Landscape Board facilitating water equity
Are you planning to build a structure or carry out an activity that could impact a water resource? You might be planning what is referred to as a ‘water affecting activity’ and will need to apply for a permit.
The Hills and Fleurieu Landscape Board (HFLB) recognises that water is vital to the health of the environment and ecosystems, as well as being a precious shared resource for landholders and farmers throughout the Mount Lofty Ranges and Fleurieu Peninsula.
Getting the balance right between leaving enough water to sustain water-dependant ecosystems and the amenity of our landscapes, while providing water to support agricultural productivity across the region, requires careful management.
What are water affecting activities?
- Activities that can impact water quality or quantity for neighbouring properties or other water users.
- Activities that have adverse impacts on the health and condition of water resources and the ecosystems that depend on them.
- Activities that obstruct, divert or impede the natural systems of a watercourse or floodplain.
Water affecting activities can reduce flows to downstream users, change the timing of flows to water-dependent ecosystems, reduce water quality or increase erosion and sedimentation of watercourses and their surrounding areas.
Examples of water affecting activities include ford and culvert crossings, vegetation planting or removal, modifications or repair works to existing dams, and depositing material or brine into a watercourse.
What is a watercourse?
A watercourse refers to a river, creek, or other natural watercourse in which water is contained or flows. This includes all of the ephemeral (dry most of the year) or seasonal watercourses, and dams or reservoirs. Watercourses are not always obvious or readily identifiable, but it is important to remember that all watercourses regardless of size, appearance or seasonality play an important role in supplying and sustaining a catchment.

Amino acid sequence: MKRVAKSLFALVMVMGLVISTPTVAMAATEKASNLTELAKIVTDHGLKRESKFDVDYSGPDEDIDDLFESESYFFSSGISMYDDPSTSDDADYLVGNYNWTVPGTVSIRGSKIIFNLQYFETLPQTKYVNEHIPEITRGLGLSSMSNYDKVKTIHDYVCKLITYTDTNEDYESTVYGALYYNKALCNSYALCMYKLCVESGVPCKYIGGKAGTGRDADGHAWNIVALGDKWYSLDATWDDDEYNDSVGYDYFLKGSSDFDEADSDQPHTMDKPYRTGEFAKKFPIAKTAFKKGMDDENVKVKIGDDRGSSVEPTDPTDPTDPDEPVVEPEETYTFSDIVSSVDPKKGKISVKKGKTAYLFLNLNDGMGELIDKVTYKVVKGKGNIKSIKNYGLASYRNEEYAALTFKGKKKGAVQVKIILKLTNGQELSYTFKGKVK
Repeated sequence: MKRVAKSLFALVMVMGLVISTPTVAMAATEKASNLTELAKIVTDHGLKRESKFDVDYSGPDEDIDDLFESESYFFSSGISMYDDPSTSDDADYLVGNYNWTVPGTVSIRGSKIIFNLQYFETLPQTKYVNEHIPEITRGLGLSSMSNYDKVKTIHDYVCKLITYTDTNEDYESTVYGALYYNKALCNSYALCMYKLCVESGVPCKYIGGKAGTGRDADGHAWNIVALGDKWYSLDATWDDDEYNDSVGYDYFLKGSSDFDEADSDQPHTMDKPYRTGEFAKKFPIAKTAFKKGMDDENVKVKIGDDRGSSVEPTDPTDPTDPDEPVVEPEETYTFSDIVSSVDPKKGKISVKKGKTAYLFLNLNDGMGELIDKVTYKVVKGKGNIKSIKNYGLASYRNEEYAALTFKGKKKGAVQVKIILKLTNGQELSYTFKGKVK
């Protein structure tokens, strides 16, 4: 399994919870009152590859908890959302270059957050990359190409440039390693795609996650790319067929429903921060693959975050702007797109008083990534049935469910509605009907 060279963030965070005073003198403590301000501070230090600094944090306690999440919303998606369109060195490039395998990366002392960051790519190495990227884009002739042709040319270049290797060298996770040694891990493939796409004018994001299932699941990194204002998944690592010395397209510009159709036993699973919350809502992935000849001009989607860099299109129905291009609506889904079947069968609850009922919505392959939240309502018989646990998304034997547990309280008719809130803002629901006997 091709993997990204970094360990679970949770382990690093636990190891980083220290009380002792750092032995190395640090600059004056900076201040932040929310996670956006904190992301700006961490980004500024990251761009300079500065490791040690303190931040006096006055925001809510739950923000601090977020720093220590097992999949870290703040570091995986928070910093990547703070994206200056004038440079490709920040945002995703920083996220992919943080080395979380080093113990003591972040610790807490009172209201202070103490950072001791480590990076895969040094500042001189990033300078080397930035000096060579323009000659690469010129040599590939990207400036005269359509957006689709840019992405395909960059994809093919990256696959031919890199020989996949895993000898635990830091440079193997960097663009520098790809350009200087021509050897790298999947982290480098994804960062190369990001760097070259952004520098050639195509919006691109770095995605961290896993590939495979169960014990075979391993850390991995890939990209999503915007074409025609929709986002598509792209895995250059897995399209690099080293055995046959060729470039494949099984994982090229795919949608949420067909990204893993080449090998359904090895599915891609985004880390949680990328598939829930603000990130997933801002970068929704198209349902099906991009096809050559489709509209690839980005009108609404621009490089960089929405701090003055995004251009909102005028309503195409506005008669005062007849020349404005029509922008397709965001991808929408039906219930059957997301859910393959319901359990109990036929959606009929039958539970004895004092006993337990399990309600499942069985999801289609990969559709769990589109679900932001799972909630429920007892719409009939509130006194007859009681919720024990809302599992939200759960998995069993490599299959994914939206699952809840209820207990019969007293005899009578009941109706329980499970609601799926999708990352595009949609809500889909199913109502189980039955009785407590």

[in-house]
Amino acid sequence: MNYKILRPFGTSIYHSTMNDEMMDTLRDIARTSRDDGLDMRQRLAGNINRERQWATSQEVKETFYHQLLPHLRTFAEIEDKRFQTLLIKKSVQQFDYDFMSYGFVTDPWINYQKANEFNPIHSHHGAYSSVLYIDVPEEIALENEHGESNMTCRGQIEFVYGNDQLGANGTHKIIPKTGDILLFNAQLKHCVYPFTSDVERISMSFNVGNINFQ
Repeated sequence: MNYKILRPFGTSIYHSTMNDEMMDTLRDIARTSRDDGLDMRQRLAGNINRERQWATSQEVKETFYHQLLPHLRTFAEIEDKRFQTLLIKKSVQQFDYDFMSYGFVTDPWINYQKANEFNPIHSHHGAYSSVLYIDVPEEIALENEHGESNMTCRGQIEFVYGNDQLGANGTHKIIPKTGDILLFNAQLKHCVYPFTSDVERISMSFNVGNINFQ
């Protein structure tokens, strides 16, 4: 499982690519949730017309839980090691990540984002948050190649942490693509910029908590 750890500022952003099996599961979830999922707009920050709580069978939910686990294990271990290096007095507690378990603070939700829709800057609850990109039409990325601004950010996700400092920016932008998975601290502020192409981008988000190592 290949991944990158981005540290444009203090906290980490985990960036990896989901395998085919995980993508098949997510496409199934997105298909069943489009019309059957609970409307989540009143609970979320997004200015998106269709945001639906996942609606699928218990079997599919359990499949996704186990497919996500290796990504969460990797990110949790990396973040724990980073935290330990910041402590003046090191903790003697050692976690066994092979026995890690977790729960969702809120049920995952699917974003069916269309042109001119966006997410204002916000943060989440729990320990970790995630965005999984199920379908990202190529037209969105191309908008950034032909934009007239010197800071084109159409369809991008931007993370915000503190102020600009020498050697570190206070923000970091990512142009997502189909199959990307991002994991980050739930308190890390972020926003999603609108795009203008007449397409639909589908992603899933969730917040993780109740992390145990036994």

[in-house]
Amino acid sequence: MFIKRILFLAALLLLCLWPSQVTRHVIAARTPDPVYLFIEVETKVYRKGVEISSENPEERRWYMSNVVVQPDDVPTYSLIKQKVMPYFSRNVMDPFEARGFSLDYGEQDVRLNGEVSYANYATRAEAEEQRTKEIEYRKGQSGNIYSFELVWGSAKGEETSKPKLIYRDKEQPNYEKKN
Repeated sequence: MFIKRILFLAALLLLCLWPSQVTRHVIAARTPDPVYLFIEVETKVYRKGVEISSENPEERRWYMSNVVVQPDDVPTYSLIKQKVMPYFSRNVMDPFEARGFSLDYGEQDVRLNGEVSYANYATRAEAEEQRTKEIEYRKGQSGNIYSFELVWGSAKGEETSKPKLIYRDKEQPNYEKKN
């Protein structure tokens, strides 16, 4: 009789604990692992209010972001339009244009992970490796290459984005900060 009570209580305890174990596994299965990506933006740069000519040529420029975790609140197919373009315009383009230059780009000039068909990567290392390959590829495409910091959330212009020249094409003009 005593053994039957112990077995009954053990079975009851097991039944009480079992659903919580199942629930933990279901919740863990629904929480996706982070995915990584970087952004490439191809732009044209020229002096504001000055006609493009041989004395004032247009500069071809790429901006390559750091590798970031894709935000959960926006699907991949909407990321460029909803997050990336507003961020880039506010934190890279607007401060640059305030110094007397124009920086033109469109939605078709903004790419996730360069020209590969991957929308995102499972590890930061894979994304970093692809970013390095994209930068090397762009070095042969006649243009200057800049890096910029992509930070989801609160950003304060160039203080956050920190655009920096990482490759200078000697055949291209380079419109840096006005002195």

Almost all water affecting activities require a permit.
HFLB Team Leader Water Resources Paul Wainwright asks landholders to contact the board for clarification and advice when planning to undertake activities that may be considered water affecting.
“Our team regularly fields a range of enquiries regarding modifications to watercourses and dams.
“The board is the approving body for water affecting activities, not your local council. While the application process is relatively straightforward, it is always best to apply early. We can provide advice which may potentially save you time and money down the track.
“Ultimately, the landholder is responsible to ensure permits are obtained where necessary, although contractors can apply on the landholder’s behalf,” he said.
There are over twenty-thousand dams across the Mount Lofty Ranges and Fleurieu Peninsula
Due to high number of existing dams and their potential impact to sensitive water-dependant ecosystems, applications for new or enlarged dams are generally not being approved at this time. However, applications to reconfigure dams to improve on-farm efficiencies are encouraged.
To find out more about water affecting activities including fact sheets and frequently asked questions about the application process, visit www.landscape.sa.gov.au/hf/waa or call the Hills and Fleurieu Landscape Board offices in Mount Barker (8391 7500) or Willunga.